Based on those two details we already can do a bunch of stuff like cast the actor to the correct type and perform operations on him, like causing damage or displaying a menu or playing a sound.

Also based on the distance we can make certain assumptions, if the distance is greater than X perhaps our hit doesn’t generate damage or generates less damage due to distance. Or if the distance is too far we cannot interact with a certain lever in the game.

Lot’s of possibilities.

Great but I can’t see where I am aiming ?

No problem, we can drop in a few debug helpers to get us on our way. Specifically DrawDebugBox and DrawDebugLine which let us visualize in the world which way the line goes as well as where the hit occurs.

Here is the code snippet:

if (bIsHit)
{
  Log(ELogLevel::WARNING, "We hit something");
  // start to end, green, will lines always stay on, depth priority, thickness of line
  DrawDebugLine(GetWorld(), Start, End, FColor::Green, false, 5.f, ECC_WorldStatic, 1.f);

  Log(ELogLevel::WARNING, HitDetails.Actor->GetName());
  Log(ELogLevel::DEBUG, FString::SanitizeFloat(HitDetails.Distance));
  DrawDebugBox(GetWorld(), HitDetails.ImpactPoint, FVector(2.f, 2.f, 2.f), FColor::Blue, false, 5.f, ECC_WorldStatic, 1.f);
}
else
{
  Log(ELogLevel::WARNING, "Nothing was hit");
  // start to end, purple, will lines always stay on, depth priority, thickness of line
  DrawDebugLine(GetWorld(), Start, End, FColor::Purple, false, 5.f, ECC_WorldStatic, 1.f);
}

You can see that when we hit something we draw a green debug line and a debug box at the point of impact.

While when we miss we just draw a purple line all the way to the extend of our line trace.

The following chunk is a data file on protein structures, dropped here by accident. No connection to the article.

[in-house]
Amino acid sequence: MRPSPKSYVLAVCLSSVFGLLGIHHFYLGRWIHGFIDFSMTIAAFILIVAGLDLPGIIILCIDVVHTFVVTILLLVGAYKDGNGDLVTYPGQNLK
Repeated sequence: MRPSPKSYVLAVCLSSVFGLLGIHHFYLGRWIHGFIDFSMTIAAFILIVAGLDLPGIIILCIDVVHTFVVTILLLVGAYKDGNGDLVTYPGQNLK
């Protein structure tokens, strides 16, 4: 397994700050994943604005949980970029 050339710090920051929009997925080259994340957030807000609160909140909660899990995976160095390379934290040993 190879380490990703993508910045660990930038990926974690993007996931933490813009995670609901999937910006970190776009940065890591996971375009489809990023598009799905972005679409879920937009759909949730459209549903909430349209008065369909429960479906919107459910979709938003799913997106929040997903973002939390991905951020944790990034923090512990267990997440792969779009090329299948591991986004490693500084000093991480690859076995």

Not bad, but make something interesting !

Ok fine, calm down ! We will make a shotgun spread using Math..s !

For this we are going to dive into the FMath library specifically VRandCone

// convert the degrees to radians
const float Spread = FMath::DegreesToRadians(LineTraceSpread * 0.5f);

FVector Start;
FVector End;

// convert the degrees to radians
const float Spread = FMath::DegreesToRadians(LineTraceSpread * 0.5f);

// get the camera view
FVector CameraLoc = FollowCamera->GetComponentLocation();
FRotator CameraRot = FollowCamera->GetComponentRotation();

Start = CameraLoc;

// handle spread
End = CameraLoc + FMath::VRandCone(CameraRot.Vector(), Spread, Spread) * LineTraceDistance;

Now with a bit of imagination we can take this bit of logic and turn it into a dangerous weapon, for example:

We build a weapon object of type shotgun

That object contains one to many shells in it’s magazine

When each shell is fired we generate 6 pellets

We then take our logic and loop over it 6 times using the direction of the weapon as our starting line traces and the weapons range as the end.

Boom !

Not something we will look at today but in the near future, I promise !

For more details check out the links below:

Unreal + Blender Tutorial – How to add root bones / motion or keep animations in place

By | Development, Tutorial, Unreal | No Comments

Hey guys,

Today we are going to roll into the New Year by adding in root motion to our kick animations as well as convert them to stay in place rather than move the mesh on their own.

This will help clean up the crappy roundhouse kick animation we had in place at the end of our last tutorial.

You can find the GitHub project in the usual location if you want to play with the finished animation sets.

Additionally here are a few links to do some further reading on the items we discussed:

Thanks and see you next time.

Unreal C++ Tutorial – Player Character Series – Punch – Part 6 – Review Lesson using Kicks !

By | Development, Tutorial, Unreal | One Comment

Hey guys,

Today we are finally back with the Player Character series , picking up where we left off, as well as incorporating all the previous tutorials into this lesson.

This time we are going to do a review lesson, where we go back over all the topics we covered earlier, and use them to implement a new set of attacks in the form of kicks.

 

The GitHub starter project can be found here as well as the final version with all the things.

The major component that is net new to this series is the inclusion of an additional Blend Node which you can read about here.

Take a look and we will see you next time.